1945 Lost German girl

Discussions on the role played by and situation of women in the Third Reich not covered in the other sections. Hosted by Vikki.
Gradus
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Location: Groningen, The Netherlands

Re: 1945 Lost German girl

Post by Gradus » 31 Jul 2022 19:02

I also found this text (at https://www.ar15.com/forums/general/Rev ... 5-2458859/?):

'The LGG was a member of a group of about ten Waffen-SS " Bhmen " wearing civilian clothes and desperately trying to reach the American lines. My great-uncle remembers that, when arriving at their level, the young woman burst in the middle of the road, making signs so that they stop, which they did. So she asked if they knew where were the Americans. He remembers perfectly her fascinating beauty in spite of the knocks she received in the face, her youth and desperate energy. Other men were set back and looked exhausted and discouraged, being afraid of encountering again partisans. My great-uncle and his friends advised them to wait for the main column coming from Prague as getting themselves involved to it. The fact is that Weiddinger orders were strict: only the military units belonging to 2. SS-Panzer-Division were concerned by the protocol of surrender. The motorcyclists gave to the group of fugitives their last rations and restarted in the direction of Rokycany.'

wirklich
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Re: 1945 Lost German girl

Post by wirklich » 31 Jul 2022 19:29

Gradus wrote:
31 Jul 2022 18:03
Has anyone ever checked this: https://www.ww2.dk/Airfields%20-%20Czechoslovakia.pdf ? It's got all the operational Luftwaffe units listed as well plus the years they were active there. There's been a discussion before about the pants but those are indeed female Luftwaffe pants. There is a Pinterest account with Flak Helferinnen as well: https://www.pinterest.com/AlliesAxisWom ... lferinnen/ .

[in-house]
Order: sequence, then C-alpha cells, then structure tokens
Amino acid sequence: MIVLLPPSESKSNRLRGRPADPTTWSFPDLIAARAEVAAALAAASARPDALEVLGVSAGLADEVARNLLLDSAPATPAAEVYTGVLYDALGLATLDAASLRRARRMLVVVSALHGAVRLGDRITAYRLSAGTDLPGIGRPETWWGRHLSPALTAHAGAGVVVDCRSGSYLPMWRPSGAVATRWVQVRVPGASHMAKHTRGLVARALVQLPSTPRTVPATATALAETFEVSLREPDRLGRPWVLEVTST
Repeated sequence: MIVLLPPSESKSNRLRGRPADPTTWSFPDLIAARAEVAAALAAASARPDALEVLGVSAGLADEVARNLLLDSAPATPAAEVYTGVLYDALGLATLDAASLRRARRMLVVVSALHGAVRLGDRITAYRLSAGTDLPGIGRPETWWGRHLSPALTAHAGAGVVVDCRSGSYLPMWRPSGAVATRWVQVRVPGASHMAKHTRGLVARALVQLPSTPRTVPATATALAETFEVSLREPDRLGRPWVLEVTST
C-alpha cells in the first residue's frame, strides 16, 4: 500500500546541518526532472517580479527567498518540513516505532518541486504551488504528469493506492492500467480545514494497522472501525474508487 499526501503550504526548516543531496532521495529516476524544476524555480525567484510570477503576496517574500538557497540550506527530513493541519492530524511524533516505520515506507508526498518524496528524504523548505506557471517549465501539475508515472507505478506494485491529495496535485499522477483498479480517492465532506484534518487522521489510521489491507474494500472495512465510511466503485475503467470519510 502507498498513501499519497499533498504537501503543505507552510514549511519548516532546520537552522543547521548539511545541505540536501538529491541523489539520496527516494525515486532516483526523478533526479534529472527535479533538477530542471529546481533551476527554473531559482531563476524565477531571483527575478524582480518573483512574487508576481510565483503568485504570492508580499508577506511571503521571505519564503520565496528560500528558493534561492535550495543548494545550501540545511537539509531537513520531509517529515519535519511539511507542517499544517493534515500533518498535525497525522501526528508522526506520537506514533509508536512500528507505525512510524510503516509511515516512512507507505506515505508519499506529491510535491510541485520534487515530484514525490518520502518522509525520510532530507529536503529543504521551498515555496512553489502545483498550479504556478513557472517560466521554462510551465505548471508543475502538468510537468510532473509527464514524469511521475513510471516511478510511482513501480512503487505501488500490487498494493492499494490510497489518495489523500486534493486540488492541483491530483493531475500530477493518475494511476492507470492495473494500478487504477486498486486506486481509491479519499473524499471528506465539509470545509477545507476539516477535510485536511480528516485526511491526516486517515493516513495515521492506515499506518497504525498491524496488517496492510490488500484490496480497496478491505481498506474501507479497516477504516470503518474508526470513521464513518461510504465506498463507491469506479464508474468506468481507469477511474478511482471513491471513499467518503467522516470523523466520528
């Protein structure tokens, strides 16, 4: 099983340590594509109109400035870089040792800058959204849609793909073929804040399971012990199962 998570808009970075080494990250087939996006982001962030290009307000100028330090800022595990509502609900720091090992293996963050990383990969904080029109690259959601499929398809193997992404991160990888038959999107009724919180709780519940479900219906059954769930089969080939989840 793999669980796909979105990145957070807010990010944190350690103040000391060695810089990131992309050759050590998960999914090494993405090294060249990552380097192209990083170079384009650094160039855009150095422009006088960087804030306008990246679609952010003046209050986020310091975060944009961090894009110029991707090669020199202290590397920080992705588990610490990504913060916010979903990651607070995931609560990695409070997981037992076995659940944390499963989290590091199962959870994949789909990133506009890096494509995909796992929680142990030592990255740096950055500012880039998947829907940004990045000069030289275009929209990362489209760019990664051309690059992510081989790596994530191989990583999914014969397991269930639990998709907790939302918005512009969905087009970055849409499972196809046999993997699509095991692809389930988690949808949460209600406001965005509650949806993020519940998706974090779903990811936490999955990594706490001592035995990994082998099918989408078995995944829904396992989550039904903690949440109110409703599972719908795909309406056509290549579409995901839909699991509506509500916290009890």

And excuses for when I post something that has been posted already..
It does not matter if you repost something. You may find something new.
post # 2433 gives some detail about what she was wearing.
From about post # 2420 forward you may find interesting.

wirklich
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Re: 1945 Lost German girl

Post by wirklich » 31 Jul 2022 19:35

Interest really took off when all the known film footage was released and uploaded to the internet.
For some unknown reason Thames did not use all of it in The World At War.
That was when she really stood out.

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CarlosXander
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Re: 1945 Lost German girl

Post by CarlosXander » 05 Aug 2022 22:54

hello forum
I recently came across a book that is in digital format entitled "German Women's Life Writing and the Holocaust
Complicity and Gender in the Second World War" in one of its chapters makes a summary of the story of Lore Vogt from the book "Zur Problematik von Soldatinnen.." by Jutta Rüdiger among its paragraphs I found a description that she (Lore Vogt) at Being in an SS vehicle is treated as an SS, it also describes that the US soldiers treated as SS the women who traveled in the SS vehicles, who dressed in men's clothes and obviously those who had the tattoo in her right armpit the blood group, in this story you can presume why LGG was called SS Girl by Captain Oren W. Haglund it will be because of her clothing or when she is accompanied by other members of the SS or perhaps she will carry that tattoo
I leave the paragraph where she appears and the address of the book so that they can read and discuss it
Cheers
Image

Image

digital book link
https://www.cambridge.org/core/books/ge ... DBDCC0D718

Gradus
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Location: Groningen, The Netherlands

Re: 1945 Lost German girl

Post by Gradus » 06 Aug 2022 12:22